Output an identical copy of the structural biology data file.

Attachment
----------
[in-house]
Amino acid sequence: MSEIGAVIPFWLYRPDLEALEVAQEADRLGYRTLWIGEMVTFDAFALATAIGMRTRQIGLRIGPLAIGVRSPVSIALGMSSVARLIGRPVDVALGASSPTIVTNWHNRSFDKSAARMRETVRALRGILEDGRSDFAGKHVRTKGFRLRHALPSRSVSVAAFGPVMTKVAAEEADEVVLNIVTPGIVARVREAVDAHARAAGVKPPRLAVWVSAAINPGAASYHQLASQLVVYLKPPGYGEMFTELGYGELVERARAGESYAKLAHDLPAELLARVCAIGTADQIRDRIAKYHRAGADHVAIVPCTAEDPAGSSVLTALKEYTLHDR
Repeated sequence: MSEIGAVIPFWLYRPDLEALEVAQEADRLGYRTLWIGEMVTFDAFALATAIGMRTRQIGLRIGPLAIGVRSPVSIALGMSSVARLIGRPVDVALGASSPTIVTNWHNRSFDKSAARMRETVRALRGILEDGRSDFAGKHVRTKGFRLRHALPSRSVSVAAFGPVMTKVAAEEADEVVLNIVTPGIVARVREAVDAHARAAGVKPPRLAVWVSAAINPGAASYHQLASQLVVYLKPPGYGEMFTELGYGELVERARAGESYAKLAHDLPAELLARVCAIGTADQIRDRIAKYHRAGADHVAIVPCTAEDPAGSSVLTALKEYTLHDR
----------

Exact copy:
[in-house]
Amino acid sequence: MSEIGAVIPFWLYRPDLEALEVAQEADRLGYRTLWIGEMVTFDAFALATAIGMRTRQIGLRIGPLAIGVRSPVSIALGMSSVARLIGRPVDVALGASSPTIVTNWHNRSFDKSAARMRETVRALRGILEDGRSDFAGKHVRTKGFRLRHALPSRSVSVAAFGPVMTKVAAEEADEVVLNIVTPGIVARVREAVDAHARAAGVKPPRLAVWVSAAINPGAASYHQLASQLVVYLKPPGYGEMFTELGYGELVERARAGESYAKLAHDLPAELLARVCAIGTADQIRDRIAKYHRAGADHVAIVPCTAEDPAGSSVLTALKEYTLHDR
Repeated sequence: MSEIGAVIPFWLYRPDLEALEVAQEADRLGYRTLWIGEMVTFDAFALATAIGMRTRQIGLRIGPLAIGVRSPVSIALGMSSVARLIGRPVDVALGASSPTIVTNWHNRSFDKSAARMRETVRALRGILEDGRSDFAGKHVRTKGFRLRHALPSRSVSVAAFGPVMTKVAAEEADEVVLNIVTPGIVARVREAVDAHARAAGVKPPRLAVWVSAAINPGAASYHQLASQLVVYLKPPGYGEMFTELGYGELVERARAGESYAKLAHDLPAELLARVCAIGTADQIRDRIAKYHRAGADHVAIVPCTAEDPAGSSVLTALKEYTLHDR